Saturday, November 5, 2011

California Technology Assessment Forum (CTAF) Requested to Reveiw Evidence for MoM resurfacing systems

CTAF was requested to review evidence for metal on metal hip resurfacing as an alternative to total hip replacement. Below are excerpts from that report

  • In the 50's, the concept of resurfacing the arthritic socket as well as the femoral head emerged but the materials used (first Teflon and then acrylic cement) and the design flaws led to numerous device failures and adverse events.
  •  The third generation of hip resurfacing emerged in the 90's in England and while there are 10 different commercially available hip resurfacing systems [one of them by depuy- but not approved in the US for sale] only three are approved by the FDA:
    • Cormet
    • Conserve plus
    • Birmingham
  • All three use a metal on metal Chromium-cobalt articulation
  • The potential advantages of resurfacing over total hip replacement is that it preserves the femoral head and only replaces the joint. Thus it can be a less complex surgery.
  • In 2007, CTAF concluded that all peer reviewed literature had not kept pace with the changes in hip resurfacing technology.  That is, there were no randomized controls.
  • The 2010 assessment was conducted to review the peer-reviewed literature on the 3 FDA approved MoM approved systems.
  • In August 2010, Depuy issued a voluntary recall of their ASR hip resurfacing system as they were undergoing clinical trials in the US.
  • There were 5 criteria judged by the committee to be required to provide assurances of safety of these systems:
    • technology must have final approval from the appropriate govt regulatory bodies. 
      • All 3  systems passed the FDA that were being actively being marketed.
    • Scientific evidence must permit conclusions concerning the effectiveness of the technology regarding health outcomes.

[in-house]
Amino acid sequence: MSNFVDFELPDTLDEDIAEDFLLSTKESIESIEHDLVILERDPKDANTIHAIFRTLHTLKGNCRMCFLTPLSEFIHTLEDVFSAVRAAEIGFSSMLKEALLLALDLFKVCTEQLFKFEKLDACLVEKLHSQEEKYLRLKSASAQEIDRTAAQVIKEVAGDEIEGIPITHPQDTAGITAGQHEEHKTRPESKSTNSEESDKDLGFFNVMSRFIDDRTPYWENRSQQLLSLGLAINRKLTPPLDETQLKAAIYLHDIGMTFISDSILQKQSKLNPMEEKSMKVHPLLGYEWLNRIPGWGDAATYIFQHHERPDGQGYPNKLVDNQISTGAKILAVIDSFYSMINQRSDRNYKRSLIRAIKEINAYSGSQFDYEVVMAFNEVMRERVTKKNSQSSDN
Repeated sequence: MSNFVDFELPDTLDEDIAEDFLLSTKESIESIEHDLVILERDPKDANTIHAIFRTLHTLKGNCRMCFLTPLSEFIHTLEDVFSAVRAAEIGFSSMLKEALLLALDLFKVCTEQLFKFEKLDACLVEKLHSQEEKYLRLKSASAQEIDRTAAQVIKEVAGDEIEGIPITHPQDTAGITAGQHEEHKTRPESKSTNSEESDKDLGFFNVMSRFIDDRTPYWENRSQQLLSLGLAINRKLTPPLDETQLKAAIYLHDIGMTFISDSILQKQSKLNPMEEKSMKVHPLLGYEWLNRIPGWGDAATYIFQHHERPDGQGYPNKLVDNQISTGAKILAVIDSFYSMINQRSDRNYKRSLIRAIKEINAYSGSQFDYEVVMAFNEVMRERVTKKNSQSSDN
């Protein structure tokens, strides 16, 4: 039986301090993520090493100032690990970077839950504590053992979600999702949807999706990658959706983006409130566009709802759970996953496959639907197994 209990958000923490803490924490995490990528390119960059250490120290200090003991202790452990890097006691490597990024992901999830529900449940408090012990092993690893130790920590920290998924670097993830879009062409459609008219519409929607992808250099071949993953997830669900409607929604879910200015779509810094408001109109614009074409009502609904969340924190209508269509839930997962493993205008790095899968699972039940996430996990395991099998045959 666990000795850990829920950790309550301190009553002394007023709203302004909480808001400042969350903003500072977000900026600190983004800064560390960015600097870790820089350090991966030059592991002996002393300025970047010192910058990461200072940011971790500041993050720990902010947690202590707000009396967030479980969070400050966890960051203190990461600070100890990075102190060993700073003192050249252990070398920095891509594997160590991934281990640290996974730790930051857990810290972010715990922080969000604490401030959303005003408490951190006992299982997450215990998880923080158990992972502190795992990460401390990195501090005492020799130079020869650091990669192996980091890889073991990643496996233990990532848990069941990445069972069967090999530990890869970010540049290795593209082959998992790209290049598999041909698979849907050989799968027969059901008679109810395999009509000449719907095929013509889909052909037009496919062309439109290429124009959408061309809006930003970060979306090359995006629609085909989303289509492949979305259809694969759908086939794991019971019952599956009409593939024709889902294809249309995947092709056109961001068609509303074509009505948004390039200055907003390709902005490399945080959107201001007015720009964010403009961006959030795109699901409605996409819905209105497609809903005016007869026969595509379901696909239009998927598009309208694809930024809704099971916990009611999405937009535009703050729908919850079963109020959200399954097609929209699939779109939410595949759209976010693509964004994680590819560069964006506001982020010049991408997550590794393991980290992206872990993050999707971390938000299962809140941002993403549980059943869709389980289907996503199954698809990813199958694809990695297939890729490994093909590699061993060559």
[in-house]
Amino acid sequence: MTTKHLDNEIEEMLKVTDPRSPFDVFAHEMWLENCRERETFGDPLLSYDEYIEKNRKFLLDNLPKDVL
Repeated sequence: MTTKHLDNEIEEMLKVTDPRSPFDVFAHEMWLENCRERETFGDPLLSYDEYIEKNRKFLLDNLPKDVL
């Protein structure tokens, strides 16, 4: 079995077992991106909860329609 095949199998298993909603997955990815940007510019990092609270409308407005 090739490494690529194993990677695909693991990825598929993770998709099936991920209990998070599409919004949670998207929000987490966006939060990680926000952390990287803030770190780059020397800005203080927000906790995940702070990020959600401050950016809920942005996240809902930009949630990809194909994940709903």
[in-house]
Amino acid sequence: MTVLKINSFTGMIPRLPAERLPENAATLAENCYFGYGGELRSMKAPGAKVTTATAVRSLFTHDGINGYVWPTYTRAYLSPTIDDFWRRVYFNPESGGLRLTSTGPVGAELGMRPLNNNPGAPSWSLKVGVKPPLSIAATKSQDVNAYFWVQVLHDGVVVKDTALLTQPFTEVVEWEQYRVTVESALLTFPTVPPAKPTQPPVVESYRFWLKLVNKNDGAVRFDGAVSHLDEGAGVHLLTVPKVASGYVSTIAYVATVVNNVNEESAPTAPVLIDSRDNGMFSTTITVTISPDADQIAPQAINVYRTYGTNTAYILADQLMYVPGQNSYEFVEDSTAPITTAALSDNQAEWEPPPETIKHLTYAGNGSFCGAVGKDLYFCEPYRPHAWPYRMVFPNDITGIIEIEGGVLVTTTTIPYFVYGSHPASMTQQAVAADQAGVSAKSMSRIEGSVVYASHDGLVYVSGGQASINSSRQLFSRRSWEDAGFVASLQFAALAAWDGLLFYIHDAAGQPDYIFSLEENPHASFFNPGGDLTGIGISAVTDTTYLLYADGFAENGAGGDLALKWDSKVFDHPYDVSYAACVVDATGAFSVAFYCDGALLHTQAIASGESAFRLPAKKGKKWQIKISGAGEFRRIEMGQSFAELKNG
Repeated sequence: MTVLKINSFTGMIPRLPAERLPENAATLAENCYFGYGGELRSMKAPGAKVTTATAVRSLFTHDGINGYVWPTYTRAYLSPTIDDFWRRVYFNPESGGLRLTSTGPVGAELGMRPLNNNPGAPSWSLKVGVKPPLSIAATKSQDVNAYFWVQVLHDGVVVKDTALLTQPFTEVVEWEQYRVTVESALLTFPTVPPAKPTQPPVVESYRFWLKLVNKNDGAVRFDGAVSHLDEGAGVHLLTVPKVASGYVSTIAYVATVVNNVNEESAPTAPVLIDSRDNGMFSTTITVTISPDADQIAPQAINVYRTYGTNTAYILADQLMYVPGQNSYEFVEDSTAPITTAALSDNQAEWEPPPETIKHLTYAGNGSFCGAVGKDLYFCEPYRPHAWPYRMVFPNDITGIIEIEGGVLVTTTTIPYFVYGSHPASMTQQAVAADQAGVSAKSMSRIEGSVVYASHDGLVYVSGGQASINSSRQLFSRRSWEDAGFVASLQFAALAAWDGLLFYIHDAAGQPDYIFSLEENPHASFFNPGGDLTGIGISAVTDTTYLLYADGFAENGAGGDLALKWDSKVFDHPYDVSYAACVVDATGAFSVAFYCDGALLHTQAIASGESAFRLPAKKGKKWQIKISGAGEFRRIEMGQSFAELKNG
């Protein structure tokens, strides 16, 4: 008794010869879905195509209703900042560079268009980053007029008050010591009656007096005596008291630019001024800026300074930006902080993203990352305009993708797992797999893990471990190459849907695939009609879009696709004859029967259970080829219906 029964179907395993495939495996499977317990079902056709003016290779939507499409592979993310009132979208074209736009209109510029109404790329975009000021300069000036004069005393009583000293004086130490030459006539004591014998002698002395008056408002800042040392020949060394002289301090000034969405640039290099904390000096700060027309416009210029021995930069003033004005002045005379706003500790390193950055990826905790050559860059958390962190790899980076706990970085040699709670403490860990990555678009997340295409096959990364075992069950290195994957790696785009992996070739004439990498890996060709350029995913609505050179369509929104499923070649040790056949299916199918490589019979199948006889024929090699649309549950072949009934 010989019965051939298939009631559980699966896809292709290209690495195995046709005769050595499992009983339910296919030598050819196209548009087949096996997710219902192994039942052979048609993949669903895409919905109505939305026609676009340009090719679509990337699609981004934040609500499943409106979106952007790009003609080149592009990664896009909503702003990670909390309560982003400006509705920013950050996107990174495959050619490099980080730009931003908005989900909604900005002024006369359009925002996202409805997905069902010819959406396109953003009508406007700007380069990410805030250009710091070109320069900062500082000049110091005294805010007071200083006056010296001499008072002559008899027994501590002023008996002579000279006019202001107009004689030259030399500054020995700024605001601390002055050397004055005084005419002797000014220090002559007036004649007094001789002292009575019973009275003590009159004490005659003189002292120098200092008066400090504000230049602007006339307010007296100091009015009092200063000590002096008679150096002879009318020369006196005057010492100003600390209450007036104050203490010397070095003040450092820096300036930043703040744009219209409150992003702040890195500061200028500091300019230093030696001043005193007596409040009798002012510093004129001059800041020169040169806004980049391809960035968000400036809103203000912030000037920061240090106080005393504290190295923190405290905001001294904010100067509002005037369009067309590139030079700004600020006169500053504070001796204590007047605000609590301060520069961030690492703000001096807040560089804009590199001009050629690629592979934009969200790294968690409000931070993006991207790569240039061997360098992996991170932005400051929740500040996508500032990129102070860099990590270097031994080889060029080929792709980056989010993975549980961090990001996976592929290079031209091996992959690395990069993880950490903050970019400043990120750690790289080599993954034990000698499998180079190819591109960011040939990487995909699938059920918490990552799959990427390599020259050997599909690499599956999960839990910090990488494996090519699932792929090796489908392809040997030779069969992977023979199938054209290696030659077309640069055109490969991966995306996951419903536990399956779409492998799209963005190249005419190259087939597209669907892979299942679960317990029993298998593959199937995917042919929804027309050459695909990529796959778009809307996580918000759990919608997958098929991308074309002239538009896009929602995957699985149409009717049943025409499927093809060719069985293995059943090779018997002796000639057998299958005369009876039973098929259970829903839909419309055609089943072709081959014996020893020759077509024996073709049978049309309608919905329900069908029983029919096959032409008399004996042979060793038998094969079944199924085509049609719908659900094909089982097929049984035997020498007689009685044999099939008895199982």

• All three systems passed this criterion
    • Technology must improve health outcomes
      • Most of the studies and tests conducted found no difference in patient outcome and substantially more revisions.
      • Although resurfacing has some benefits for younger patients, the risks are higher revision rates and elevated MoM levels are of concern.
      • Test Criteria 3 was not met
    • Technology must be as beneficial as any established alternatives
      • Because the 3rd criteria was not met, the 4th criteria cannot be met since the primary alternative is total hip replacement and there have been no significant studies to demonstrate this procedure works as well.
    • The improvement must be attainable outside of the investigational setting.
      • Since criterion 3 and 4 were not met, the 5th criteria can't be met.
So the big conclusion is that "It is not possible to conclude from the current peer reviewed literature that the currently approved hip resurfacing systems in the US improve health outcomes comparably with the current standard of care, total hip replacement.  Further, the report concluded that the current metal on metal on metal resurfacing systems on the market which have been approved by the FDA do not meet 3 of the 5 criteria for safety and improvement in health outcomes for patients as an alternative to hip replacement therapy.

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